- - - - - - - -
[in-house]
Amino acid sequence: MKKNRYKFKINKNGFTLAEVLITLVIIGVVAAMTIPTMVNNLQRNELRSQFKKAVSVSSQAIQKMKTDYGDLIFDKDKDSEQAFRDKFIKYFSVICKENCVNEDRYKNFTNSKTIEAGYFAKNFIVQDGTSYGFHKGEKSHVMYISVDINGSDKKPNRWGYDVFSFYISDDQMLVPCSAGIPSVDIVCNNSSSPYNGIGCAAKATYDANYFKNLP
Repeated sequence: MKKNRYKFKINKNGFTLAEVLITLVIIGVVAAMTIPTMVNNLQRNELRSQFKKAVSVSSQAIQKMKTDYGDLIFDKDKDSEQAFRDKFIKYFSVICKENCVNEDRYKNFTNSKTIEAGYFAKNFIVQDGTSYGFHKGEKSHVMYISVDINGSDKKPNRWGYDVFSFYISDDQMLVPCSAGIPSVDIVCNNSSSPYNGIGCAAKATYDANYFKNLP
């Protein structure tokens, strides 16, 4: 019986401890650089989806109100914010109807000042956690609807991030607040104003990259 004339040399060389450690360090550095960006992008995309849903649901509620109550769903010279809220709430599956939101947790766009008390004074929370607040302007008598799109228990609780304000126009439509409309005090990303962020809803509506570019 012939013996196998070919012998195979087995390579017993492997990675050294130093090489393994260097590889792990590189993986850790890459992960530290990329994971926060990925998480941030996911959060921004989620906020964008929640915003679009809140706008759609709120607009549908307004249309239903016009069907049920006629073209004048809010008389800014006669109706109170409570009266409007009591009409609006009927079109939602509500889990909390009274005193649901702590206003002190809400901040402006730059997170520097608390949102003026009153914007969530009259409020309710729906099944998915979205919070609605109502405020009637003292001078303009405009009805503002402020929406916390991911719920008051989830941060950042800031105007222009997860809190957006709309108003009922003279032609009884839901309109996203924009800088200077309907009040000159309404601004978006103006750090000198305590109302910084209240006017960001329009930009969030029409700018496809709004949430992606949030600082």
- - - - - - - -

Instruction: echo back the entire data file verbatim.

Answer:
[in-house]
Amino acid sequence: MKKNRYKFKINKNGFTLAEVLITLVIIGVVAAMTIPTMVNNLQRNELRSQFKKAVSVSSQAIQKMKTDYGDLIFDKDKDSEQAFRDKFIKYFSVICKENCVNEDRYKNFTNSKTIEAGYFAKNFIVQDGTSYGFHKGEKSHVMYISVDINGSDKKPNRWGYDVFSFYISDDQMLVPCSAGIPSVDIVCNNSSSPYNGIGCAAKATYDANYFKNLP
Repeated sequence: MKKNRYKFKINKNGFTLAEVLITLVIIGVVAAMTIPTMVNNLQRNELRSQFKKAVSVSSQAIQKMKTDYGDLIFDKDKDSEQAFRDKFIKYFSVICKENCVNEDRYKNFTNSKTIEAGYFAKNFIVQDGTSYGFHKGEKSHVMYISVDINGSDKKPNRWGYDVFSFYISDDQMLVPCSAGIPSVDIVCNNSSSPYNGIGCAAKATYDANYFKNLP
């Protein structure tokens, strides 16, 4: 019986401890650089989806109100914010109807000042956690609807991030607040104003990259 004339040399060389450690360090550095960006992008995309849903649901509620109550769903010279809220709430599956939101947790766009008390004074929370607040302007008598799109228990609780304000126009439509409309005090990303962020809803509506570019 012939013996196998070919012998195979087995390579017993492997990675050294130093090489393994260097590889792990590189993986850790890459992960530290990329994971926060990925998480941030996911959060921004989620906020964008929640915003679009809140706008759609709120607009549908307004249309239903016009069907049920006629073209004048809010008389800014006669109706109170409570009266409007009591009409609006009927079109939602509500889990909390009274005193649901702590206003002190809400901040402006730059997170520097608390949102003026009153914007969530009259409020309710729906099944998915979205919070609605109502405020009637003292001078303009405009009805503002402020929406916390991911719920008051989830941060950042800031105007222009997860809190957006709309108003009922003279032609009884839901309109996203924009800088200077309907009040000159309404601004978006103006750090000198305590109302910084209240006017960001329009930009969030029409700018496809709004949430992606949030600082």